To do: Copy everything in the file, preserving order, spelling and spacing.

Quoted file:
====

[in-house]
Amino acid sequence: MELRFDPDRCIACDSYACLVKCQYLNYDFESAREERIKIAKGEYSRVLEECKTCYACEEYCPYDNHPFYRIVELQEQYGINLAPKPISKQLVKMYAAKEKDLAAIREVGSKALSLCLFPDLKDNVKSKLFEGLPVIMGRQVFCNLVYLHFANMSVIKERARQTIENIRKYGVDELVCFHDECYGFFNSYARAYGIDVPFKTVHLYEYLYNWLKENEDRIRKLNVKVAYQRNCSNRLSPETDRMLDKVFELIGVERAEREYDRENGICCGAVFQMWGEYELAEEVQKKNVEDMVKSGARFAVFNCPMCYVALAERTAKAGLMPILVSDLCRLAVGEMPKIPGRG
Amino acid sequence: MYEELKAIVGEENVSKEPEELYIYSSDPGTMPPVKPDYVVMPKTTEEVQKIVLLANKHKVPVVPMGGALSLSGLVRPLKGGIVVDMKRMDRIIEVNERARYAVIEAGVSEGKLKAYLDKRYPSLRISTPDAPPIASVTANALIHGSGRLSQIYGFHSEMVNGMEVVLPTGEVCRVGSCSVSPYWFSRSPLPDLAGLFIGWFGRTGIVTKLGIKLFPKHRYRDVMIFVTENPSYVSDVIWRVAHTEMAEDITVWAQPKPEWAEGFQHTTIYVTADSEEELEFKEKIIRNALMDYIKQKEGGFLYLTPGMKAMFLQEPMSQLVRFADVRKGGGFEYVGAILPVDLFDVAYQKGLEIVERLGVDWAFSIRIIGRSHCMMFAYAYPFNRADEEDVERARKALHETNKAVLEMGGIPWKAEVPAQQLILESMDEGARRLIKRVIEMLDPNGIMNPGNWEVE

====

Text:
[in-house]
Amino acid sequence: MELRFDPDRCIACDSYACLVKCQYLNYDFESAREERIKIAKGEYSRVLEECKTCYACEEYCPYDNHPFYRIVELQEQYGINLAPKPISKQLVKMYAAKEKDLAAIREVGSKALSLCLFPDLKDNVKSKLFEGLPVIMGRQVFCNLVYLHFANMSVIKERARQTIENIRKYGVDELVCFHDECYGFFNSYARAYGIDVPFKTVHLYEYLYNWLKENEDRIRKLNVKVAYQRNCSNRLSPETDRMLDKVFELIGVERAEREYDRENGICCGAVFQMWGEYELAEEVQKKNVEDMVKSGARFAVFNCPMCYVALAERTAKAGLMPILVSDLCRLAVGEMPKIPGRG
Amino acid sequence: MYEELKAIVGEENVSKEPEELYIYSSDPGTMPPVKPDYVVMPKTTEEVQKIVLLANKHKVPVVPMGGALSLSGLVRPLKGGIVVDMKRMDRIIEVNERARYAVIEAGVSEGKLKAYLDKRYPSLRISTPDAPPIASVTANALIHGSGRLSQIYGFHSEMVNGMEVVLPTGEVCRVGSCSVSPYWFSRSPLPDLAGLFIGWFGRTGIVTKLGIKLFPKHRYRDVMIFVTENPSYVSDVIWRVAHTEMAEDITVWAQPKPEWAEGFQHTTIYVTADSEEELEFKEKIIRNALMDYIKQKEGGFLYLTPGMKAMFLQEPMSQLVRFADVRKGGGFEYVGAILPVDLFDVAYQKGLEIVERLGVDWAFSIRIIGRSHCMMFAYAYPFNRADEEDVERARKALHETNKAVLEMGGIPWKAEVPAQQLILESMDEGARRLIKRVIEMLDPNGIMNPGNWEVE